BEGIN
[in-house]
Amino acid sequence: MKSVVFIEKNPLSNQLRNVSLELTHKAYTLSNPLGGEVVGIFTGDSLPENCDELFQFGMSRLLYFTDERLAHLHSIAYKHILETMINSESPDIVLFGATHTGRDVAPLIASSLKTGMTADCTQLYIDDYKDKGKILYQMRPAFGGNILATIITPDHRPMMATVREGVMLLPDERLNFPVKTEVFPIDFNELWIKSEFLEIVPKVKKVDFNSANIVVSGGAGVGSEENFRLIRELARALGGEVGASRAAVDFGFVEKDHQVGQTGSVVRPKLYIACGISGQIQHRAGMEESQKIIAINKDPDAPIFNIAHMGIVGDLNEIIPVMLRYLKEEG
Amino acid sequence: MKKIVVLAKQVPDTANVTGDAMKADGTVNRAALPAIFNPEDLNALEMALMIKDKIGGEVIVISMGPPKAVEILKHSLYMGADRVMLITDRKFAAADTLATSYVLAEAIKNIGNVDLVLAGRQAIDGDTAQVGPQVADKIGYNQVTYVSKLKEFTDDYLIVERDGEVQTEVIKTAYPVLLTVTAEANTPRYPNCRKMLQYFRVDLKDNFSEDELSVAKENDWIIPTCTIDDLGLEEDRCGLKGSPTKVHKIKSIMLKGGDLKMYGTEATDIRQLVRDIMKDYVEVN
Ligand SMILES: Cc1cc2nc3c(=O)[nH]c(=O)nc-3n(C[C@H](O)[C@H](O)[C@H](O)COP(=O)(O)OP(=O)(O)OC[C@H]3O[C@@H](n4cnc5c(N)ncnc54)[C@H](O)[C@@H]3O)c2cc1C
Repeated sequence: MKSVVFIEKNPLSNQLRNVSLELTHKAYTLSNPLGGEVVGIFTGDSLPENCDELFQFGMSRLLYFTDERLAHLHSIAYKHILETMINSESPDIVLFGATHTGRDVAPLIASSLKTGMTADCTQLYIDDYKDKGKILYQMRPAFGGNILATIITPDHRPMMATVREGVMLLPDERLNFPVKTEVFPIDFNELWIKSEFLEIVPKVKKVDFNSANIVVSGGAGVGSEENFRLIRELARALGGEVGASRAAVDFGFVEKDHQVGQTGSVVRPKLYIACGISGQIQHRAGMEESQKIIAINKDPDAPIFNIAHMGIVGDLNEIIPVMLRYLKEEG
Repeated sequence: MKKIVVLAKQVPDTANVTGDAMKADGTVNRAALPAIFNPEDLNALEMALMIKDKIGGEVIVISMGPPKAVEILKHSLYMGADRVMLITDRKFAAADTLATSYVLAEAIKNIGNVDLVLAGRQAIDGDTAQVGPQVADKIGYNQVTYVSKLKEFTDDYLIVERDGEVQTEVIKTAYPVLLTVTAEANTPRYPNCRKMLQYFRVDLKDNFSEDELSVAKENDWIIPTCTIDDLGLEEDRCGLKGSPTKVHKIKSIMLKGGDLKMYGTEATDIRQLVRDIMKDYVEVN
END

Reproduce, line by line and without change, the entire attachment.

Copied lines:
[in-house]
Amino acid sequence: MKSVVFIEKNPLSNQLRNVSLELTHKAYTLSNPLGGEVVGIFTGDSLPENCDELFQFGMSRLLYFTDERLAHLHSIAYKHILETMINSESPDIVLFGATHTGRDVAPLIASSLKTGMTADCTQLYIDDYKDKGKILYQMRPAFGGNILATIITPDHRPMMATVREGVMLLPDERLNFPVKTEVFPIDFNELWIKSEFLEIVPKVKKVDFNSANIVVSGGAGVGSEENFRLIRELARALGGEVGASRAAVDFGFVEKDHQVGQTGSVVRPKLYIACGISGQIQHRAGMEESQKIIAINKDPDAPIFNIAHMGIVGDLNEIIPVMLRYLKEEG
Amino acid sequence: MKKIVVLAKQVPDTANVTGDAMKADGTVNRAALPAIFNPEDLNALEMALMIKDKIGGEVIVISMGPPKAVEILKHSLYMGADRVMLITDRKFAAADTLATSYVLAEAIKNIGNVDLVLAGRQAIDGDTAQVGPQVADKIGYNQVTYVSKLKEFTDDYLIVERDGEVQTEVIKTAYPVLLTVTAEANTPRYPNCRKMLQYFRVDLKDNFSEDELSVAKENDWIIPTCTIDDLGLEEDRCGLKGSPTKVHKIKSIMLKGGDLKMYGTEATDIRQLVRDIMKDYVEVN
Ligand SMILES: Cc1cc2nc3c(=O)[nH]c(=O)nc-3n(C[C@H](O)[C@H](O)[C@H](O)COP(=O)(O)OP(=O)(O)OC[C@H]3O[C@@H](n4cnc5c(N)ncnc54)[C@H](O)[C@@H]3O)c2cc1C
Repeated sequence: MKSVVFIEKNPLSNQLRNVSLELTHKAYTLSNPLGGEVVGIFTGDSLPENCDELFQFGMSRLLYFTDERLAHLHSIAYKHILETMINSESPDIVLFGATHTGRDVAPLIASSLKTGMTADCTQLYIDDYKDKGKILYQMRPAFGGNILATIITPDHRPMMATVREGVMLLPDERLNFPVKTEVFPIDFNELWIKSEFLEIVPKVKKVDFNSANIVVSGGAGVGSEENFRLIRELARALGGEVGASRAAVDFGFVEKDHQVGQTGSVVRPKLYIACGISGQIQHRAGMEESQKIIAINKDPDAPIFNIAHMGIVGDLNEIIPVMLRYLKEEG
Repeated sequence: MKKIVVLAKQVPDTANVTGDAMKADGTVNRAALPAIFNPEDLNALEMALMIKDKIGGEVIVISMGPPKAVEILKHSLYMGADRVMLITDRKFAAADTLATSYVLAEAIKNIGNVDLVLAGRQAIDGDTAQVGPQVADKIGYNQVTYVSKLKEFTDDYLIVERDGEVQTEVIKTAYPVLLTVTAEANTPRYPNCRKMLQYFRVDLKDNFSEDELSVAKENDWIIPTCTIDDLGLEEDRCGLKGSPTKVHKIKSIMLKGGDLKMYGTEATDIRQLVRDIMKDYVEVN